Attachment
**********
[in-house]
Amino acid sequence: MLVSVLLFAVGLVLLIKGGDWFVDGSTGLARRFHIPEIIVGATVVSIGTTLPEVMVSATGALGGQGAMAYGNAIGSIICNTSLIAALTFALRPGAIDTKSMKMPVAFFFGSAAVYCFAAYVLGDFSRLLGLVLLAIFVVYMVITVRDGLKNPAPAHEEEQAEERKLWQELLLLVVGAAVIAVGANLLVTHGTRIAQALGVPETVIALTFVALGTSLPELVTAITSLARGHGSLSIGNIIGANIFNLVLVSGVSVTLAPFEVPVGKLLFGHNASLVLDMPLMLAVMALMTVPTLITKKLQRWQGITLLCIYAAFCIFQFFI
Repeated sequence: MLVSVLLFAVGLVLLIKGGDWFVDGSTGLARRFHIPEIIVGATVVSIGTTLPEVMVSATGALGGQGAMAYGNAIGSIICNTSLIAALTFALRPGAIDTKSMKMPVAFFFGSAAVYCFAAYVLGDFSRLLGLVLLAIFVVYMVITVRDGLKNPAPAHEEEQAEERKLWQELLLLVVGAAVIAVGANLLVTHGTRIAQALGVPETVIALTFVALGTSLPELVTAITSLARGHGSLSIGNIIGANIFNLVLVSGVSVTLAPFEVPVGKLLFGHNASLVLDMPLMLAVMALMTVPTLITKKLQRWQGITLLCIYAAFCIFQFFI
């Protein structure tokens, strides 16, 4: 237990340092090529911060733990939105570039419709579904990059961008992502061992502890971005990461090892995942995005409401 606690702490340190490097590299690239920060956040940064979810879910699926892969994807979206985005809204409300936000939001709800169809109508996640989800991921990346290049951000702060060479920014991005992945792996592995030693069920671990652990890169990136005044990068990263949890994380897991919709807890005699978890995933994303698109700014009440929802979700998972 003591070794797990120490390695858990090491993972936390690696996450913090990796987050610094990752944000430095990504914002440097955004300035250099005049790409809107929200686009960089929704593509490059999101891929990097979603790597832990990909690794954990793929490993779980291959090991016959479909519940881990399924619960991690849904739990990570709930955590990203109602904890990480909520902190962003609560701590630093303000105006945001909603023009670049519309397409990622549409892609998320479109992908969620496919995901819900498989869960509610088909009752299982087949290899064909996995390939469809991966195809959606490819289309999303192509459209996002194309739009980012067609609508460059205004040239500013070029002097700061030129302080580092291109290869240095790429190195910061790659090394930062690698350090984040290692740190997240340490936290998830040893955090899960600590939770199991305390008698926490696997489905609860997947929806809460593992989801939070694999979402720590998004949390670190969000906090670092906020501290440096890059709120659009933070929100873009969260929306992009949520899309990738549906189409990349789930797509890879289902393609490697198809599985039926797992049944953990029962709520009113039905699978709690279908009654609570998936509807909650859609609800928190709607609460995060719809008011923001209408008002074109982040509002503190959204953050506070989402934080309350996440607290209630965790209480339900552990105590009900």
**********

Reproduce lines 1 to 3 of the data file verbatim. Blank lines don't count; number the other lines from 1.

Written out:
[in-house]
Amino acid sequence: MLVSVLLFAVGLVLLIKGGDWFVDGSTGLARRFHIPEIIVGATVVSIGTTLPEVMVSATGALGGQGAMAYGNAIGSIICNTSLIAALTFALRPGAIDTKSMKMPVAFFFGSAAVYCFAAYVLGDFSRLLGLVLLAIFVVYMVITVRDGLKNPAPAHEEEQAEERKLWQELLLLVVGAAVIAVGANLLVTHGTRIAQALGVPETVIALTFVALGTSLPELVTAITSLARGHGSLSIGNIIGANIFNLVLVSGVSVTLAPFEVPVGKLLFGHNASLVLDMPLMLAVMALMTVPTLITKKLQRWQGITLLCIYAAFCIFQFFI
Repeated sequence: MLVSVLLFAVGLVLLIKGGDWFVDGSTGLARRFHIPEIIVGATVVSIGTTLPEVMVSATGALGGQGAMAYGNAIGSIICNTSLIAALTFALRPGAIDTKSMKMPVAFFFGSAAVYCFAAYVLGDFSRLLGLVLLAIFVVYMVITVRDGLKNPAPAHEEEQAEERKLWQELLLLVVGAAVIAVGANLLVTHGTRIAQALGVPETVIALTFVALGTSLPELVTAITSLARGHGSLSIGNIIGANIFNLVLVSGVSVTLAPFEVPVGKLLFGHNASLVLDMPLMLAVMALMTVPTLITKKLQRWQGITLLCIYAAFCIFQFFI